• Olivia Allred

Shaking the Blues Away

Updated: Feb 20

Imagine me, nine years old: my teeth are too big for my head, my head is too big for my body, I feed my Barbie dolls Smarties because they’re just the right size to be Barbie cookies (and by feed my Barbie dolls, I obviously mean that I was eating all of the Smarties). I have also just auditioned for a ballet company and made it! It’s the best time of my life. I’ve peaked. For our first performance, we’re dancing to a whole medley of Doris Day songs, the most important of which is “I Enjoy Being a Girl.” The secondmost important song, however, is “Shaking the Blues Away.” As you can envision, there are many pre-teen girls doing awkward yet enthusiastic jazz hands and it is glorious.

Now, imagine me in my early twenties: I am (somehow) a college graduate but I dream about a time when I was too young to be expected to pay my own rent. It’s been eight years since I took an actual ballet class (a fact that shakes me to my core), but you know what I still do? That’s right: I do what Doris Day told me to and I shake my blues away.


Since the beginning of time (probably), people have been using dance as a way to express emotions and bond with other people. (I think that might be a line from Hairspray.) In more recent years, there has been an increase in people using dance to overcome mental challenges and to learn how to become more in tune with their bodies. Personally, I think that everyone should be dancing all the time. Life should be a poorly choreographed flash mob, in the sense that it isn’t choreographed at all and everyone is just doing whatever they want. Maybe what I really mean is that life should be a mosh pit with less yelling and more boundaries.


There are so many incredible things about dancing, not the least of which is the health benefits. Crazy as it seems, dance is a form of exercise! Dancing can increase cardiovascular strength and muscle tone and strengthen bones. It gives you better aerobic and motor fitness and better balance. It’s an especially great workout because the movements are more random than if you’re running or walking, so your body doesn’t get as used to the patterns. Like any exercise, dancing will give you endorphins and help you get more in shape and teach you to be aware of your body. (Don’t take this to the bank as my understanding of biology is not perfect, but I feel like 30% sure that doing ballet while I was growing up is what keeps my metabolism running now; you might say it’s genetics, I say it’s arabesques.)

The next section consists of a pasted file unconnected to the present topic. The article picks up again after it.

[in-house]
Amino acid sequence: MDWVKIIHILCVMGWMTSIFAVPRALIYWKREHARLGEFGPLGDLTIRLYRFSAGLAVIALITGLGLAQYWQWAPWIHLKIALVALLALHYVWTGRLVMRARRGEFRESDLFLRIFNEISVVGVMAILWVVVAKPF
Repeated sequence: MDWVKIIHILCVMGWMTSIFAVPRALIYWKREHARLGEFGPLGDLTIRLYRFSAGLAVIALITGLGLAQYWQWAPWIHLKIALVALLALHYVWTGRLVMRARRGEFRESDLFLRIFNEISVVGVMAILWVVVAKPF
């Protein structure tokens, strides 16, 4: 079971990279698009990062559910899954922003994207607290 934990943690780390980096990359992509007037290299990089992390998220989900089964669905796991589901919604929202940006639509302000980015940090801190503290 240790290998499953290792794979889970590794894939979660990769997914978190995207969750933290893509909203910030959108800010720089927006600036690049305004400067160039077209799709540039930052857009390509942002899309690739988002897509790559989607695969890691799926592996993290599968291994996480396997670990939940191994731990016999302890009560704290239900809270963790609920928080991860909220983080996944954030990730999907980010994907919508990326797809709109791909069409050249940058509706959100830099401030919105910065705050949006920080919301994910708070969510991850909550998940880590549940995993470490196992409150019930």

In addition to the physical benefits of dancing are the mental benefits. Dancing encourages increased mental function (or at least it helps you count to eight almost instinctually). Dance can improve visual recognition, decision-making, spatial awareness, long-term memory, and executive function. It has been connected to improved white matter in the brains of adults, which may help lower the risk of dementia. In some cases, dancing is also used to help people with Parkinson’s disease, as it can lead to a lower risk of falls and better control of motor functioning. If that’s not enough, when I was doing ballet my instructor told me that dancing would make me better at math. Again, I don’t know the science behind it, but let’s just say I was a straight-A math student.